Comunicación , Educación Médica/métodos , Empatía , Relaciones Interpersonales , Estudiantes de Medicina , Humanos , Gestión de la Información/educación , Anamnesis , Ensayos Clínicos Controlados no Aleatorios como Asunto , Satisfacción del Paciente , Simulación de Paciente , Ensayos Clínicos Controlados Aleatorios como Asunto , Desempeño de Papel
10.
JAMA Netw Open ; 4(1): e2032207, 2021 01 04.
Artículo en Inglés | MEDLINE | ID: mdl-33475755

RESUMEN

Importance: Primary medical and dental clinics may accept fewer people who are deaf as patients than persons who can hear, and clinics may deny requests by patients who are deaf for American Sign Language (ASL) interpretation at appointments when necessary, creating diminished access to primary medical and dental care. Objective: To compare the rate at which patients who are deaf are offered primary care medical or dental appointments with the rate at which appointments are offered to patients who can hear in a real-world context. Design, Setting, and Participants: This cross-sectional study used a simulated patient (SP) call audit method. Simulated patients (4 who could hear and 4 who were deaf) followed a call script in which an adult sought to establish care, requesting new patient appointments from a statewide stratified random sample of clinicians listed in the Idaho Medical and Dental Associations member databases at 445 clinics (334 primary care and 111 general dentistry) throughout Idaho. Simulated patients who were deaf also requested interpreting services at the appointment. Calls were made between June 7 and December 6, 2018. Data analysis was conducted from December 2019 to April 2020. Exposures: Simulated patients who were deaf or could hear called primary care medical or dental clinics from the sampling frame and requested an appointment, supplying the same basic information. In addition, SPs who were deaf requested that an ASL interpreter be provided by the clinic for the appointment. Main Outcomes and Measures: Rates of new appointments offered and, for SPs who were deaf, whether ASL interpreter services were confirmed for the appointment. Results: Two male and 2 female SPs who could hear were successful on 210 occasions (64.4%) when requesting a new patient appointment compared with 2 male and 2 female SPs who were deaf who were successful on 161 occasions (49.1%) (P < .001). Simulated patients who could hear were nearly 2 times more likely to secure appointments than were SPs who were deaf (adjusted odds ratio, 1.88; 95% CI, 1.27-2.79). For SPs who were deaf, 80 unsuccessful appointment requests (48.2%) were associated with a request for interpretation. Conclusions and Relevance: The findings suggest that in a statewide representative sample, access to primary medical and dental care for patients who are deaf is significantly reduced. Patients who are deaf may not receive an appointment if they request interpreter services, even when such services are required to provide effective communication.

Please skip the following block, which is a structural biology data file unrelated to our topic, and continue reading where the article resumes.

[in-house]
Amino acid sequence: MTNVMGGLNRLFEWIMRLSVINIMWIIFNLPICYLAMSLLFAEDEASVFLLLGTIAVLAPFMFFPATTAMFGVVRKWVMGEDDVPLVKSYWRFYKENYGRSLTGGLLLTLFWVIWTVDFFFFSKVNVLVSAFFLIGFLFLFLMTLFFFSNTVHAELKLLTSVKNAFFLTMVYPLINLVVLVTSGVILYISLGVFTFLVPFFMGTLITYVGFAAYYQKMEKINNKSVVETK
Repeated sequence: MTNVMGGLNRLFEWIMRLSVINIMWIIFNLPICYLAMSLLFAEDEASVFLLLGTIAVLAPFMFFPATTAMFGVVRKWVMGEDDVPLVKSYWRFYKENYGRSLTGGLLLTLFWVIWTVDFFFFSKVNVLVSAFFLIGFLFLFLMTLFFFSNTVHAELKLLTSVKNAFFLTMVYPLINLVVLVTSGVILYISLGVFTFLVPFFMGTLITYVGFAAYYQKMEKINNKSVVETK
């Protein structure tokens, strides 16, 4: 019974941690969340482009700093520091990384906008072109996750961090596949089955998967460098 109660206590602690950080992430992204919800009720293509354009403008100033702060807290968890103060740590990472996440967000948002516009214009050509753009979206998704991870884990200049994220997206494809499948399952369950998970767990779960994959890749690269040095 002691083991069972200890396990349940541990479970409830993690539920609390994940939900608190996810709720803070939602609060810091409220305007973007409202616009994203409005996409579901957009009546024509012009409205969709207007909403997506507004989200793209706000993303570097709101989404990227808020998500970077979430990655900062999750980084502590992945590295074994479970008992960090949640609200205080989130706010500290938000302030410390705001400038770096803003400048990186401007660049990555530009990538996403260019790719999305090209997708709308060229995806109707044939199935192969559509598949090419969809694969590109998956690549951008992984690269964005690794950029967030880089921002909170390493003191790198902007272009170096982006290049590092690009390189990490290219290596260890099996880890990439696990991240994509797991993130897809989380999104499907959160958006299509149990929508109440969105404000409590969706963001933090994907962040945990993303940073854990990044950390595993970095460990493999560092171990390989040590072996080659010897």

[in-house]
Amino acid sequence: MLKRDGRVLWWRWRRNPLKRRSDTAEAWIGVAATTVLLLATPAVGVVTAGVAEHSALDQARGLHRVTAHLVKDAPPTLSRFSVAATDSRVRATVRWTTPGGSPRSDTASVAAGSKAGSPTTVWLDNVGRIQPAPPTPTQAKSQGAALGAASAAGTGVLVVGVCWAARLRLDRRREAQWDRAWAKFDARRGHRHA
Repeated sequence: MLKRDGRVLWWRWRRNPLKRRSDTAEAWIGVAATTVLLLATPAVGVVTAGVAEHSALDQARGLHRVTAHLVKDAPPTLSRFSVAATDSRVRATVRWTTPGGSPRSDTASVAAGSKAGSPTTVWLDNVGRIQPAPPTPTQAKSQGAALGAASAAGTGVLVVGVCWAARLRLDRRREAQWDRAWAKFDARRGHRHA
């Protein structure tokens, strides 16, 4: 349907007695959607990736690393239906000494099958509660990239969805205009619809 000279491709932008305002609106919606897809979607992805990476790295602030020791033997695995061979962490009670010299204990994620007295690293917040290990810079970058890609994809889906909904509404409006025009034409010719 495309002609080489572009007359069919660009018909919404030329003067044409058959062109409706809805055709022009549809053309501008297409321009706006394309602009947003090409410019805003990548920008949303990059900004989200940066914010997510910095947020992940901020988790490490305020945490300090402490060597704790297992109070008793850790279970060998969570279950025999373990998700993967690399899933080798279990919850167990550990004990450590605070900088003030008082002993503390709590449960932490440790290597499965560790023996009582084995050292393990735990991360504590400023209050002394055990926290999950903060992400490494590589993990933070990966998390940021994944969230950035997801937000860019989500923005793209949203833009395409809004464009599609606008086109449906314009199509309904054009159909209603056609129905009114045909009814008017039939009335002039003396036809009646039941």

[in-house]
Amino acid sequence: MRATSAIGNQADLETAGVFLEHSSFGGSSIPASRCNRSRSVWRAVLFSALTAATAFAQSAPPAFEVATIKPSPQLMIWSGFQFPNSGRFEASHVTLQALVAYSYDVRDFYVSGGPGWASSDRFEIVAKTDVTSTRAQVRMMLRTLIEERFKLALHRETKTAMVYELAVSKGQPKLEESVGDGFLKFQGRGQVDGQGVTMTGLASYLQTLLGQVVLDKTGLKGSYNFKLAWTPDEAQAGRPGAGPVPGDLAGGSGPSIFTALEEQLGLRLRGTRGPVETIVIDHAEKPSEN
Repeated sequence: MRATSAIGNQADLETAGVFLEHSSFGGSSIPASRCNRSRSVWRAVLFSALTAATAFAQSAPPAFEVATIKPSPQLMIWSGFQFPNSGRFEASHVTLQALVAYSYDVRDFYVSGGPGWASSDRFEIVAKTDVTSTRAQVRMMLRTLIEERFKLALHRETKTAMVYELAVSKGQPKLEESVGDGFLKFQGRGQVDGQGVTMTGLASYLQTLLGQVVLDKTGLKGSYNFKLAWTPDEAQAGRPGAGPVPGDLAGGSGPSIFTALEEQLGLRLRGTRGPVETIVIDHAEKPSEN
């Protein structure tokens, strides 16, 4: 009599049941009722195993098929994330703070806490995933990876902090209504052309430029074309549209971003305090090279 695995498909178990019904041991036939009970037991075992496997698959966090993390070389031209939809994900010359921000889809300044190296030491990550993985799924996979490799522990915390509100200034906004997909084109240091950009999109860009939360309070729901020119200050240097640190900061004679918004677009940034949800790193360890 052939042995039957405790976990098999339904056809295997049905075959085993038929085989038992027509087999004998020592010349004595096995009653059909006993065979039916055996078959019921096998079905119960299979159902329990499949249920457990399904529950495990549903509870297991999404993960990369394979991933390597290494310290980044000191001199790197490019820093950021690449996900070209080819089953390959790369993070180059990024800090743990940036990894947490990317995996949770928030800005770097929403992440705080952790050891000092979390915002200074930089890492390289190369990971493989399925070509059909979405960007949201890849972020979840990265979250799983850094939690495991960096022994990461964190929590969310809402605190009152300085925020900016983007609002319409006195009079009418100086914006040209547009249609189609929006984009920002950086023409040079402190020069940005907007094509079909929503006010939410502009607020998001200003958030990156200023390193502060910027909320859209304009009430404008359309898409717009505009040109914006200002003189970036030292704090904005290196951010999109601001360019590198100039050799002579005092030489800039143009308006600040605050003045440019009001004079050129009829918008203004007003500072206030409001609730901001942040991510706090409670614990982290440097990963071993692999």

Asunto(s)
Citas y Horarios , Sordera , Atención Odontológica , Accesibilidad a los Servicios de Salud , Atención Primaria de Salud , Adulto , Estudios Transversales , Femenino , Humanos , Idaho , Masculino , Simulación de Paciente
11.
Fam Med ; 53(1): 58-60, 2021 Jan.
Artículo en Inglés | MEDLINE | ID: mdl-33471924

RESUMEN